Problematic because of investigator
Can counteract by:
using multiple sources of evidence,
establishing a chain of evidence as in a grounded
theory study
and having a draft case study report reviewed by
key informants (Yin, 1994)
Preparing for the field:
Become familiar with the people being studied
 argot (specialized language)
Background preparation and literature review
important first step
Talking to potential informants
 Look for referrals
Plan how to gain entry into the group
 Gatekeepers
 Public vs. private settings
Tips to Gain Entry
 Identify
and befriend a gatekeeper
 Seek out guides and informants
you should learn who the “important”
people are that can help you or hinder your
research. How can they help you? How
can they hinder/influence your research?
Copyright © Allyn & Bacon 2010
Becoming Invisible
 Researcher
presence without causing
undue group interference.
Dangers of invisibility
 Intentional
 Accidental misidentification
 Learning more than you want to know
 Guilty
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Getting Acclimated
 Take
in the physical setting
 Develop relationships with inhabitants
 Track, observe, eavesdrop and ask
 Locate subgroups and group leaders
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 “Converts”
(going ‘native’) vs. “double
agents” (Tedlock, 2000)
 Ambient Danger
Dangerous research settings
 Situational
Danger is triggered by researcher’s
Copyright © Allyn & Bacon 2010
Field Notes
 Narrative
accounts of what goes on in
the lives of study subjects
Verbal Exchanges
 Practices you observe
 Connections you see
Copyright © Allyn & Bacon 2010
Field note-taking...
Create detailed accounts of observation of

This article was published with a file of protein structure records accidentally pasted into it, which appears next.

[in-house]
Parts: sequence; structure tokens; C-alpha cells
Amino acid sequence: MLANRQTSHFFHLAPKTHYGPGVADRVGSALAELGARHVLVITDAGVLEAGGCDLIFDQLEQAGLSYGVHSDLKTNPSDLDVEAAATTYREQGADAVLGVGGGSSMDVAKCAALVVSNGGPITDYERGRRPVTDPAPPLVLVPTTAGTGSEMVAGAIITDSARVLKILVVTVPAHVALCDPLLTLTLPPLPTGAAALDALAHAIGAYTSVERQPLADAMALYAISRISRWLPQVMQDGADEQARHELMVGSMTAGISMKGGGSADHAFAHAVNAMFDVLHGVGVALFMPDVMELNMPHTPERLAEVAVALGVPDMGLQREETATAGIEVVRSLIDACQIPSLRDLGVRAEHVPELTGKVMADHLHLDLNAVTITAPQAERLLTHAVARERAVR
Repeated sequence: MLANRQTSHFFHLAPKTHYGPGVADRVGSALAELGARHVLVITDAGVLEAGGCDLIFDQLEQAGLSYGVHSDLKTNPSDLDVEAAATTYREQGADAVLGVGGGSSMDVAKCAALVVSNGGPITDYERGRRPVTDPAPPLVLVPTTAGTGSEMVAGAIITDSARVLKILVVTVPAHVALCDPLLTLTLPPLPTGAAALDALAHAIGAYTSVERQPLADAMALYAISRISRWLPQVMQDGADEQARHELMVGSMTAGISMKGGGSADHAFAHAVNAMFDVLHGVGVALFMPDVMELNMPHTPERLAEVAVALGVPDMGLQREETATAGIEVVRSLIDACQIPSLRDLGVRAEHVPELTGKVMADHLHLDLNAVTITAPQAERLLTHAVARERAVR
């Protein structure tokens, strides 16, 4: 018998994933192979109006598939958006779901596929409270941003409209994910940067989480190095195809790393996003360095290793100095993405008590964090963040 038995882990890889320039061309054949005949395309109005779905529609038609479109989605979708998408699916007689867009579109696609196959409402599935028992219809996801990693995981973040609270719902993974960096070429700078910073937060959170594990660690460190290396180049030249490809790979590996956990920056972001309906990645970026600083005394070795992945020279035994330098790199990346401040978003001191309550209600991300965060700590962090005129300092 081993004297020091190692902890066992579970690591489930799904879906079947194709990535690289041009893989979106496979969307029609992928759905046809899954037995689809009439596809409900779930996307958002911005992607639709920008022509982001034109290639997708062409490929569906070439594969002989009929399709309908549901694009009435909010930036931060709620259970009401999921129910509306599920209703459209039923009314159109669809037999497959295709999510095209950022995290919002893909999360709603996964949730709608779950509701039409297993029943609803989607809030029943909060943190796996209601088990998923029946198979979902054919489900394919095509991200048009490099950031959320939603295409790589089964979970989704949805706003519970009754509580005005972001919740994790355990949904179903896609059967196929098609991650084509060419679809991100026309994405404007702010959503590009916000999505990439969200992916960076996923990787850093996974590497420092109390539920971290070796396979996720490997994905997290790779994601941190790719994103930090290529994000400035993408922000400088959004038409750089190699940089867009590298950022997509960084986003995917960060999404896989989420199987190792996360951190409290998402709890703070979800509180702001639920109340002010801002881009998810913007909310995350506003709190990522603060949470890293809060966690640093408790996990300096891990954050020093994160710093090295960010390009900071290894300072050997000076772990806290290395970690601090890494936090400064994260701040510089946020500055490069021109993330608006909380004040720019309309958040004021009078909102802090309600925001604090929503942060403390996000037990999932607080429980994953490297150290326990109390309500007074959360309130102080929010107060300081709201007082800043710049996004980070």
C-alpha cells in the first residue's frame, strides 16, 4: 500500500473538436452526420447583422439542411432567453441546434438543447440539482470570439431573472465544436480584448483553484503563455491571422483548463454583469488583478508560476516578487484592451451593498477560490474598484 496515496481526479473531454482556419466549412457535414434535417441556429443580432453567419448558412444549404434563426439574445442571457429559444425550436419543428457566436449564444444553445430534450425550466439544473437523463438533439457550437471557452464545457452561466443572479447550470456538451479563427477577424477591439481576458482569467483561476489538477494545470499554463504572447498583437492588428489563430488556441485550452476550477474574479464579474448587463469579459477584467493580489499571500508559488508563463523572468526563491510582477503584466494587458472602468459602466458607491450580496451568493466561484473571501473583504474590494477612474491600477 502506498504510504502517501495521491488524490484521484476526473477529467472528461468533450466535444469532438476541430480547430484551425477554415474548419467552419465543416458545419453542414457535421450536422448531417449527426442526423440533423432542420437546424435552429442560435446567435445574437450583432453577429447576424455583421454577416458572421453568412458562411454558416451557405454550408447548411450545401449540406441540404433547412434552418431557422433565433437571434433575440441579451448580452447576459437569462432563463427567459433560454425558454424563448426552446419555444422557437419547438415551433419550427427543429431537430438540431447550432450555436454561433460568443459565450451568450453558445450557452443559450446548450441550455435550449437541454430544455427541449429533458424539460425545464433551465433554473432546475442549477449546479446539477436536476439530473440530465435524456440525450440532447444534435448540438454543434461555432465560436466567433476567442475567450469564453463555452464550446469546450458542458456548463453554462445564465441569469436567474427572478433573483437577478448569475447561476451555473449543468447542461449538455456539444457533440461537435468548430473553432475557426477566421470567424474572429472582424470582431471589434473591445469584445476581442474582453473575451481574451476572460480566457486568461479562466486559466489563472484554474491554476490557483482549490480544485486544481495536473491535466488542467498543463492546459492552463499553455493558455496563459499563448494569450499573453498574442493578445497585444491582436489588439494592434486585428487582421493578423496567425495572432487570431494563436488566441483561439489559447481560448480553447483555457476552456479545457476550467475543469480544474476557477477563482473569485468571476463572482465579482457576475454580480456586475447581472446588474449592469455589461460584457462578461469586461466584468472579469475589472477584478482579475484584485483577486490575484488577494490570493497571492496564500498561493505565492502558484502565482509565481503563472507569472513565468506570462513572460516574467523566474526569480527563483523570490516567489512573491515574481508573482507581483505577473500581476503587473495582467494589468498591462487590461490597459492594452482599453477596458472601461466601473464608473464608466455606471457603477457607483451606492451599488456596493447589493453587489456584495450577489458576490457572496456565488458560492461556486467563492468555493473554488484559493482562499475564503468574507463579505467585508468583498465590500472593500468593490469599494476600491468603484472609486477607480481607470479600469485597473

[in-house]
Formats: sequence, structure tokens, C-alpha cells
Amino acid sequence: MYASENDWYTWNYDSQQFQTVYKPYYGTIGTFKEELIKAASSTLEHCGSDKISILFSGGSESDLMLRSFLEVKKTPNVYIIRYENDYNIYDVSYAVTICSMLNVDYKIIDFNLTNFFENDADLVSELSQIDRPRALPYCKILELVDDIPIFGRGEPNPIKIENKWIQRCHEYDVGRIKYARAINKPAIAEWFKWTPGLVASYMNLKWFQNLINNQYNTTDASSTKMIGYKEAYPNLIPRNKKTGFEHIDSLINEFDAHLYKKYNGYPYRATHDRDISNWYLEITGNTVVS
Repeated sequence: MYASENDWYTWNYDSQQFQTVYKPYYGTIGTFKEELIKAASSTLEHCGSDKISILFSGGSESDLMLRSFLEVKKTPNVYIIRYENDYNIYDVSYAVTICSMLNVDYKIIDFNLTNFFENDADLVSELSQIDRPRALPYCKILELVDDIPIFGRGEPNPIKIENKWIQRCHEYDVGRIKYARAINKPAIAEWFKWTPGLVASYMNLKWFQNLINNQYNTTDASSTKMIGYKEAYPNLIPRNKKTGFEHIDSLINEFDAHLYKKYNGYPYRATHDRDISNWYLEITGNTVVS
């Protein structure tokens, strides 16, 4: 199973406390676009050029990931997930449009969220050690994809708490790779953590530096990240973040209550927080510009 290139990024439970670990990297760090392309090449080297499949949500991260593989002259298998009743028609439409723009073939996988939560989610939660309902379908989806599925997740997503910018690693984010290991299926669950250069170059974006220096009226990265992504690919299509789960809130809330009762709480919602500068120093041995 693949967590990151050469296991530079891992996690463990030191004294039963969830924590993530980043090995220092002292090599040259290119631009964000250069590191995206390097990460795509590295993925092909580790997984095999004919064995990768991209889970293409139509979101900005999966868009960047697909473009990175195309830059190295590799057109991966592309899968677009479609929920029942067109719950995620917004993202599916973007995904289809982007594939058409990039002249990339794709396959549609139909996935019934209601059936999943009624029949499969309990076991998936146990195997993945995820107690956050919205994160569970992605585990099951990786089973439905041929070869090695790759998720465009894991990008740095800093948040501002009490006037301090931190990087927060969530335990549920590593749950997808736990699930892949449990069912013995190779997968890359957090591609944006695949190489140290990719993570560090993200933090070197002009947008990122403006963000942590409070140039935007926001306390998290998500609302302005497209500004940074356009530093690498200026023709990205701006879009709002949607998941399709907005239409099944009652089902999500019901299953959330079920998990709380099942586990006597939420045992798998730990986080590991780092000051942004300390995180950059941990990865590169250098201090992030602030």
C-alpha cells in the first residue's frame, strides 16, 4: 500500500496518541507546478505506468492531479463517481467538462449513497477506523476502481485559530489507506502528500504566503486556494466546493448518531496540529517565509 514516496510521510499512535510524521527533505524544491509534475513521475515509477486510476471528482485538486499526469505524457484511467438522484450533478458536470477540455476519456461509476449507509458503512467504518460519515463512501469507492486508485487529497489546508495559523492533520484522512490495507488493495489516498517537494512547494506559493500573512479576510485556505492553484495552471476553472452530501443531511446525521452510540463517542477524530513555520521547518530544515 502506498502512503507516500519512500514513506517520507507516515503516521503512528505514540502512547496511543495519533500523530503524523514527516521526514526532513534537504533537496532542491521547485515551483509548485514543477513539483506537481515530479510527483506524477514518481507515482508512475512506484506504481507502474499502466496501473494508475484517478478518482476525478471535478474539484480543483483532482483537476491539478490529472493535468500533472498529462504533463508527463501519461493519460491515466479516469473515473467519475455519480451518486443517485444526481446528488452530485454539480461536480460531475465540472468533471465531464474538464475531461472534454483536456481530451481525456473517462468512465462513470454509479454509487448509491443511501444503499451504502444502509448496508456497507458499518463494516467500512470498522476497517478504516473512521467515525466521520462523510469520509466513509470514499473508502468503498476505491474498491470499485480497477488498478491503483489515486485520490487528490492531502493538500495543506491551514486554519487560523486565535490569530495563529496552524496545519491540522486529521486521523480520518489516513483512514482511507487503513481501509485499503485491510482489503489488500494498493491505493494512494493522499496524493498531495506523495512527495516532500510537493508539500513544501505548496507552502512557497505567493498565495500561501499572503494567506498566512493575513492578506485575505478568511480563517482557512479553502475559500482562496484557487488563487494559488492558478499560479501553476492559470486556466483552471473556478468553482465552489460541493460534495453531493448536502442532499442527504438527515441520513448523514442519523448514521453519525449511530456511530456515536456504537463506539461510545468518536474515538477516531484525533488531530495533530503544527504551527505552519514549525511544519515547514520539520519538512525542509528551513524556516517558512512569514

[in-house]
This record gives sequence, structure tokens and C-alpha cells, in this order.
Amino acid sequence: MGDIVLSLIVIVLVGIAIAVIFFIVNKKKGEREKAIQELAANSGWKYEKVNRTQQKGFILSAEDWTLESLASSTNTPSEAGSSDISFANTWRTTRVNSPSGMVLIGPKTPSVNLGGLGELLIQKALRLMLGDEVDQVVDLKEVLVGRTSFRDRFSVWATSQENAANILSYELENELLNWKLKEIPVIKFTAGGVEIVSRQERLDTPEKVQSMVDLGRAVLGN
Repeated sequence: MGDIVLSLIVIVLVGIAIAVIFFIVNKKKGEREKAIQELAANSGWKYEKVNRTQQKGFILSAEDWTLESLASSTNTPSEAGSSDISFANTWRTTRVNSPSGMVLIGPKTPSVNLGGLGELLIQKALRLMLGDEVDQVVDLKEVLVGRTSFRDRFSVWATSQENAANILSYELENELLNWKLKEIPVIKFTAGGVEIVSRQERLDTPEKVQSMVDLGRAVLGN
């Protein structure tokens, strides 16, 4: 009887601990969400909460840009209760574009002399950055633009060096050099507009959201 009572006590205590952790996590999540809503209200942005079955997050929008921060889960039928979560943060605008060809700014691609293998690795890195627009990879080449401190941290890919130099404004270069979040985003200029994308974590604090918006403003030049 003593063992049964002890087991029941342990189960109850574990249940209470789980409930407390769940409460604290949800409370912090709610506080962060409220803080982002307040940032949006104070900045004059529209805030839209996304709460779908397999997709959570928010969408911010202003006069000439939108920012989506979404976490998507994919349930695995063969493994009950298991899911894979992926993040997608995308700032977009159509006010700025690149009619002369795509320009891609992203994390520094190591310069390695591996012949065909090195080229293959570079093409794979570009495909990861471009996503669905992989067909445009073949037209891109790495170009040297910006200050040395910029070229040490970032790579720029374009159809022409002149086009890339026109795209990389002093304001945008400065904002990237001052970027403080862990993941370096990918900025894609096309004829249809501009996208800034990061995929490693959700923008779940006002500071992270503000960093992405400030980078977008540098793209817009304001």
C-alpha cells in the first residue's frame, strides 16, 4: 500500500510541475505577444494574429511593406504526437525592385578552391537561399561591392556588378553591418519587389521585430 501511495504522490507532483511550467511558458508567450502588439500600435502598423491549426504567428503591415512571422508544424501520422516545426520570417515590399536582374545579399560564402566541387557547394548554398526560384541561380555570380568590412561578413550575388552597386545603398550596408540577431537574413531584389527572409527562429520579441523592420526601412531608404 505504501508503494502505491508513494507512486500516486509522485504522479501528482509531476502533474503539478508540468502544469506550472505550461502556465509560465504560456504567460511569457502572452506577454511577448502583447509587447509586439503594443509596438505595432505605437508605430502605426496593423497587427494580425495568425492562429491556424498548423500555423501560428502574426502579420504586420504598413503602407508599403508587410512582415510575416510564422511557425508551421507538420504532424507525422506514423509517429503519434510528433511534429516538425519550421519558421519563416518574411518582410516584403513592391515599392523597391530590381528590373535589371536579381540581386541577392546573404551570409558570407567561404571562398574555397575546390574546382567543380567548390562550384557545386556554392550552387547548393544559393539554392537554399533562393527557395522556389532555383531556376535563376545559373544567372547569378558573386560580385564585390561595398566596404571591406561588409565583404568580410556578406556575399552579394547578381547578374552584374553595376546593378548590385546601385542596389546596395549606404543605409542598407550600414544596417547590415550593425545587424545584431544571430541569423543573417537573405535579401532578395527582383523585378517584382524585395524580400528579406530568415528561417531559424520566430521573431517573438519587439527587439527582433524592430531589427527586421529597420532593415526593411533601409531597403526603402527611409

behaviour, conversations. You do this at
various points throughout….
Cryptic Notes: brief notes, statements,
unusual terms, sketches.
Detailed Notes: right after your observation,
include texture, sensation, color and minutiae
Analytic Notes: your own ideas, comments,
application of theories to what you observed.
Self-reflective notes: your personal
observations and emotions
Strategies for Recollection
Record key words
and key phrases
while in the field
 Make notes about
the sequence of
 Limit the time you
remain in the setting
Write the full notes
immediately after
exiting the field
 Write notes before
sharing thoughts
with others
Copyright © Allyn & Bacon 2010
A Note on Reflexivity:
Acknowledging that your own subjectivity is part
of the research and can influence outcome.
In ethnography, reflexivity is not only
encouraged, it is demanded.
You must have a “dialogue” about not only what
you know, but how you come to know –how did
you arrive to your interpretations, and disclose
that in your writing.
Initial analysis of field notes
Typologies- classify similar events,
actions, and people into discrete
groupings, by how they share similar
“culture” in setting.
After having spent time in the field, look for
patterns, similarities, and divide them into
groupings that are exhaustive, mutually
exclusive and have a significant meaning
for differentiation.
Go back into the field and use your
typology for further observation
 Graphic
displays of relationships among
people you are observing in the field
Positive peer nominations
 Negative peer nominations
Copyright © Allyn & Bacon 2010
Advantages of ethnography and
other types of field research
High external validity
 Can study nonverbal behaviour
 Flexibility
 Natural environment
 Longitudinal analysis
 Relatively inexpensive
Disadvantages of field research
Time consuming
Not applicable to investigation of large social
Low internal validity (lack of control)
Biases, attitudes, and assumptions of the
Selective perception and memory
Selectivity in data collection
Presence of the researcher may change the
system or group being studied
Virtually impossible to replicate the findings